12. Lead Screening • For all Medicaid patients: • Universal screening at ages 1 and 2 • For other types of insurance: • Based on local state/city health department guidelines • Typically at age 2; and at age 12 months for high risk population • ALL children should have at least one BLL between the ages of 36-72 months • At any time for high risk or concern: • Living in high-risk environment where more than 12% of children have elevated BLLs, siblings with elevated BLLs, recent immigrants, parental concern about exposure

    13. Question #2 You receive a lab report from a screening fingerstick blood lead level. The level is 18mcg/dL. What is the best next step? • Repeat the BLL with a venous sample • Administer oral succimer (DMSA) at 10mg/kg orally every 8 hrs for 5 days followed by every 12 hrs for 14 days • Reassure the parents and schedule routine follow up in 6 months • Hospitalize the patient for parenteralchelation • Contact the health department for an immediate transfer to a lead-free enviornment

    14. **Now < 5mcg/dL** 5

    15. Question #3 All of the following are reasons why children are at an increased risk of lead toxicity compared to adults, EXCEPT: • Increased hand-to-mouth behavior • Increased lead absorption • Preferential deposition of lead into bones as opposed to soft tissues • Immature blood-brain barrier leading to greater neurotoxicity • More common concomitant iron deficiency anemia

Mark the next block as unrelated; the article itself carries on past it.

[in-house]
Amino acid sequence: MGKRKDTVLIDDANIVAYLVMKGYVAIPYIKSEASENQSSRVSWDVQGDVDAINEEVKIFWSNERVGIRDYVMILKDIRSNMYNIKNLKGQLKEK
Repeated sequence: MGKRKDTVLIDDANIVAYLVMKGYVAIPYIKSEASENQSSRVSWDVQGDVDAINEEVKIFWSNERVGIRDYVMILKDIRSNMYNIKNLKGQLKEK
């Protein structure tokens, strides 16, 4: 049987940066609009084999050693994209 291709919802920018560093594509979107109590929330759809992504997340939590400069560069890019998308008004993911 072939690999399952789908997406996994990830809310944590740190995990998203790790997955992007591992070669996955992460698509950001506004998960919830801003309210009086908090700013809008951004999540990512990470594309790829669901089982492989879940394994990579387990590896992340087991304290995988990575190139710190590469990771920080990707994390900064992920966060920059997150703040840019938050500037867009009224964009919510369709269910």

16. Lead: Clinical Manifestations • Affects multiple organ systems, however most children are ASYMPTOMATIC • Greatest concern: neurotoxic potential • Even LOW BLLs can have toxic effects • School failure, cognitive loss, hyperactivity, aggression, inattention, distractibility, delinquent behaviors • Decline in IQ scores • However, rate of decline in IQ score may be HIGHER at levels LESS than 10mcg/dL • Lead-sensitive pathways that are rapidly saturated at levels below 10mcg/dL • Chronic mildly increased BLLs may have higher risk

    17. Lead: Clinical Manifestations • Abdominal colic • Constipation • Growth failure • Hearing loss • Renal disease • Seizures • Encephalopathy • Microcytic anemia • Depressed T-cell function • Altered cartilage mineralization • Osteopenia/decreased bone growth • Miscarriage, preterm births • CVD, HTN in adulthood